Boyz In The Wood, the curtain-raiser at this year’s Edinburgh International Film Festival, sees Izzard play a sinister masked huntsman stalking a group of teenagers for laughs while they are on an outward bound course in the wilderness.
And Gribben, who has just finished acting studies in Edinburgh three years after joining a young theatre collective at the King’s Theatre in the city, is the joker in the pack as the unlikely hero Duncan.
Gribben, who is signed to the Leith-based agency Strange Town, admits there are obvious similarities between his role and Spud, Ewen Bremner’s character, who he appeared alongside two years ago in his brief role in Danny Boyle’s T2.
Gribben, 23, said: “I think I’m definitely the most like my character. It’s actually a bit hard to distinguish between us. Duncan is kind of off-beat and weird. He doesn’t really think about what he is doing.
“He is quirky and unorthodox. He is a dreamer but he really believes in himself. He is odd, but in a really cool way. He is definitely the Spud of the group.
“I actually went for one of the roles as a young Renton or Spud in T2 and was raging I didn’t get it. But I was asked if I wanted to go for another role and I ended up in front of the camera in a scene with Ewen Bremner. I get slagged off for it now because I was only in it for ten seconds!”
Gribben joins former River City star Rian Gordon, and rising English stars Samuel Bottomley and Viraj Juneja in Boyz In The Wood, which sees the four teenagers battle for survival against Izzard’s tweed-clad character.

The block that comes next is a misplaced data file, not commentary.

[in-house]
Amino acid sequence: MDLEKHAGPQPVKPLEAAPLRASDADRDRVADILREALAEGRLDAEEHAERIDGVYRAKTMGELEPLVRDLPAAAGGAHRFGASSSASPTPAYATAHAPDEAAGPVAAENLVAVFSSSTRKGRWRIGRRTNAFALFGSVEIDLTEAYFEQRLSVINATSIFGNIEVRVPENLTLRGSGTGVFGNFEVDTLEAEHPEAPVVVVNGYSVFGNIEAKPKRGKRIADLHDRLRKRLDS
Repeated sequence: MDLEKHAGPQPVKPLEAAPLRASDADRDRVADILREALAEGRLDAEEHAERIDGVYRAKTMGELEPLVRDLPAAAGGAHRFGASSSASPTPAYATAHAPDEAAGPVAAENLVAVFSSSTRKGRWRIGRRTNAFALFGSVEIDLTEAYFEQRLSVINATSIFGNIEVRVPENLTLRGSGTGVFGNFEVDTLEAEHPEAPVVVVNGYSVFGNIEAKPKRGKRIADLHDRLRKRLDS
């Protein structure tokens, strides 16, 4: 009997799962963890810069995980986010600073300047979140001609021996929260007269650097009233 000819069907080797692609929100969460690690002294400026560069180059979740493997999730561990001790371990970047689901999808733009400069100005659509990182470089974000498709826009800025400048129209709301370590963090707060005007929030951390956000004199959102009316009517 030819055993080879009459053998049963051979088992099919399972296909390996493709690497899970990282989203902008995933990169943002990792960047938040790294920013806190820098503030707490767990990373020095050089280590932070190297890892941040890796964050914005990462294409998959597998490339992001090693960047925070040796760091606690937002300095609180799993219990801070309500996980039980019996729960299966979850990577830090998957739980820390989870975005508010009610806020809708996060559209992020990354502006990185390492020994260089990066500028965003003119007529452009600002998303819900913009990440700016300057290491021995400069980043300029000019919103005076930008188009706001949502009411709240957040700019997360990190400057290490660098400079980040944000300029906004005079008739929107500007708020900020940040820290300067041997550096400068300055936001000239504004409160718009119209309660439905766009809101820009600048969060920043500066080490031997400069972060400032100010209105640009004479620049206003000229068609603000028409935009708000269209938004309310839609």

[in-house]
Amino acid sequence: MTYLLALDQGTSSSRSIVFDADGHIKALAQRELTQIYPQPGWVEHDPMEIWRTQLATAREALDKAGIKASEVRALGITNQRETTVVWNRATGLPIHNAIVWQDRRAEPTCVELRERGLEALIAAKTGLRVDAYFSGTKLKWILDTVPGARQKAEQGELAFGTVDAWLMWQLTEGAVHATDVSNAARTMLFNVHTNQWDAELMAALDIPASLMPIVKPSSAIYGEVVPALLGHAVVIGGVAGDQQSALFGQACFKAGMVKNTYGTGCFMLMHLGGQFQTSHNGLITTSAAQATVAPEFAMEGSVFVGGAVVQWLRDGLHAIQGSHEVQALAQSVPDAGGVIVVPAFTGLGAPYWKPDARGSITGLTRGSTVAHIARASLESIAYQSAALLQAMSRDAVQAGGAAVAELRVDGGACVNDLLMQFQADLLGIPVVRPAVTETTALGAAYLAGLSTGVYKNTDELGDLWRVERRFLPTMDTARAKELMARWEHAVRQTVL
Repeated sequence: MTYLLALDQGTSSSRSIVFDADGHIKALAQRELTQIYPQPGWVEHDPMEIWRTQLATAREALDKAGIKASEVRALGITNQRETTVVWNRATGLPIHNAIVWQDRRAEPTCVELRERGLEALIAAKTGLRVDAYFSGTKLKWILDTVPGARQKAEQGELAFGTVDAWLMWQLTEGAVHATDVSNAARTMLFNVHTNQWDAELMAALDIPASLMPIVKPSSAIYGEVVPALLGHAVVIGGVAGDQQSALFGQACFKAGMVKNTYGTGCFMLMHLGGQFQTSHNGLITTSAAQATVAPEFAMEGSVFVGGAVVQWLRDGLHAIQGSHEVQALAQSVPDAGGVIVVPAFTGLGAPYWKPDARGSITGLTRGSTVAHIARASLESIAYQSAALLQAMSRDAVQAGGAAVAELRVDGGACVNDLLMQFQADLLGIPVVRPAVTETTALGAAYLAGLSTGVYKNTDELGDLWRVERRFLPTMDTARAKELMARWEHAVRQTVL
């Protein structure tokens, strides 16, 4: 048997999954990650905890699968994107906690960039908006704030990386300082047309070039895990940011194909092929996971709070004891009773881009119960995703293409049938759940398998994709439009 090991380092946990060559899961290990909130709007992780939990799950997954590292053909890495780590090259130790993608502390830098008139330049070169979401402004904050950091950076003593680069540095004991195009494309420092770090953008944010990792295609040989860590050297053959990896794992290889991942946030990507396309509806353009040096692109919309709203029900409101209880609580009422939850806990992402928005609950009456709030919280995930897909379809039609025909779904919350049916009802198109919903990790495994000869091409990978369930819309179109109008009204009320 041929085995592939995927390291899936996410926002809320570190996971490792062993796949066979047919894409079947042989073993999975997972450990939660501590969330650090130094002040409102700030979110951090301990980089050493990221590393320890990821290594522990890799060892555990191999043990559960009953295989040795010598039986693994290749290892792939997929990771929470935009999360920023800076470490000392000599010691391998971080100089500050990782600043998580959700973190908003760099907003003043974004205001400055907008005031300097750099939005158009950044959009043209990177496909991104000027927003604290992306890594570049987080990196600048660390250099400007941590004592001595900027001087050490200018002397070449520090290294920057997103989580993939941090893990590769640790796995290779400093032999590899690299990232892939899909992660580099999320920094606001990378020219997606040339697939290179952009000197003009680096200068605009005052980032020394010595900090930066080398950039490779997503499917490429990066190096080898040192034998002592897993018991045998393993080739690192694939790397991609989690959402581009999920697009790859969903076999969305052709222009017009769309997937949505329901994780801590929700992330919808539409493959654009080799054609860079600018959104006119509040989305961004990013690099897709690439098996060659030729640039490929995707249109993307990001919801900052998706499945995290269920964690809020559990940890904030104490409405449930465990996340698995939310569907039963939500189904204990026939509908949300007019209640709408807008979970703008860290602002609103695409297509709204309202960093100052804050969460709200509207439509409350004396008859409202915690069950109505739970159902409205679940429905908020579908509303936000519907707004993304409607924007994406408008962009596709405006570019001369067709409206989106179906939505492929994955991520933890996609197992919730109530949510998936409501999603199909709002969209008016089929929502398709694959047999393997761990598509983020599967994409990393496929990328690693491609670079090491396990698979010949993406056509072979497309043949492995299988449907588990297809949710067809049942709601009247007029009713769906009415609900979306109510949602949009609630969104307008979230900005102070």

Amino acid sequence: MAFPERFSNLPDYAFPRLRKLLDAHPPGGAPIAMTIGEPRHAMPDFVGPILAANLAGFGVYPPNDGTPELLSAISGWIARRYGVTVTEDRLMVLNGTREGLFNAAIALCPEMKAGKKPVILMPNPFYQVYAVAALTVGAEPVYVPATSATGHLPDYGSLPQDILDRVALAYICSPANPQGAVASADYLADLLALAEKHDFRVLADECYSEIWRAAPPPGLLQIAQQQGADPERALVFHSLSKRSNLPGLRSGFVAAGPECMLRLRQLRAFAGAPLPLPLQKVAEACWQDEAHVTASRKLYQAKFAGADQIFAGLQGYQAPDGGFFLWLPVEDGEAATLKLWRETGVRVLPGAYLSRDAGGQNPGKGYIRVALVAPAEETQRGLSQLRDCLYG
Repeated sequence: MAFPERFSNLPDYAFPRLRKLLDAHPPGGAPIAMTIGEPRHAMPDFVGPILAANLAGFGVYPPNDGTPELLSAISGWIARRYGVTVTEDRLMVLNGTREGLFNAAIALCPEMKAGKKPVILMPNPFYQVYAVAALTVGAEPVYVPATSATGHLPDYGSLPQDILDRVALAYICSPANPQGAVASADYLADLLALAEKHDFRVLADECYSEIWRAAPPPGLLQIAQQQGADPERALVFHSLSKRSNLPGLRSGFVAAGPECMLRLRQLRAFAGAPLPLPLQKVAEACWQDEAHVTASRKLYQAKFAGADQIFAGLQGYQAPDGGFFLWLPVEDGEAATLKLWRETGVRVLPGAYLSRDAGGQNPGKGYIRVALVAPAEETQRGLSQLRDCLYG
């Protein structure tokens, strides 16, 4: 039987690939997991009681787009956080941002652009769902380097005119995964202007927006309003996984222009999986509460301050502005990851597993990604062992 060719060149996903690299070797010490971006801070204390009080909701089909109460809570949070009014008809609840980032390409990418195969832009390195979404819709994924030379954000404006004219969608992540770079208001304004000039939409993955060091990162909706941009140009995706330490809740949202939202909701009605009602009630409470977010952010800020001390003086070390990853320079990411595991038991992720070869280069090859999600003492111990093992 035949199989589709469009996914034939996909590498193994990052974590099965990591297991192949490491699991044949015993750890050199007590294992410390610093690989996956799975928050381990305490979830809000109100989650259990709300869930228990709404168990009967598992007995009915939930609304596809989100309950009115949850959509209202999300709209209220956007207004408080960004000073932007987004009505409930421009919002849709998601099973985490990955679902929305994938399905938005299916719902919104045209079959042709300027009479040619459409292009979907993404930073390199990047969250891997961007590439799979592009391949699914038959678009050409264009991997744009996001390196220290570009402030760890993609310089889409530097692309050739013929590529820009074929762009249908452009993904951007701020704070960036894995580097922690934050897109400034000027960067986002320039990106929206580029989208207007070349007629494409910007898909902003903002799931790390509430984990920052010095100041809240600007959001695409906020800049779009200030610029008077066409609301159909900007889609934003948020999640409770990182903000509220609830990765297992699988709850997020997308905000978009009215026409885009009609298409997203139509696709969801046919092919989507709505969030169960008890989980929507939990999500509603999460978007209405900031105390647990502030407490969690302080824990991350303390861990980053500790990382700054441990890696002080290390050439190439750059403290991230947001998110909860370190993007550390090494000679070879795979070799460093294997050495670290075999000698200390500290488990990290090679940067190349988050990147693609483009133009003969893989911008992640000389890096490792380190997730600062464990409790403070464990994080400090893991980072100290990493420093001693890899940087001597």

Boyz In The Wood is the debut feature film of Edinburgh-born director Ninian Doff, who said the movie, which is set to a pounding hip hop soundtrack, aims to capture “a very particular Scottish joy, madness and humour.”
Although none of the lead actors are household names in Scotland, their co-stars included established actors like James Cosmo, Kate Dickie and Kevin Guthrie, as well as Izzard.
Gribben added: “If only one of us was doing it it would have felt like a lot of pressure, but because there three other boys to lean it became a real team bonding thing. We all got on really well.”
Gordon said: “The four of us are the best of mates now. We don’t live anywhere near each other. There’s a bond that you don’t break when you do a film like that.
“When we were filming it we didn’t play it as a comedy. Ninian was pretty hard on us telling us we needed to play it really straight and dramatic or it wasn’t going to work. It was about being as truthful and honest as we could.
“We were just so grateful to work on it. There was no way we could complain about it. It was such a buzz. It was long hours, it was constantly raining, it wasn’t glamorous, but it was the best experience of my life.
“We can’t believe that we have gone from reading the script to making this little film in the Highlands to opening Scotland’s biggest film festival. We couldn’t put into words how excited we are.”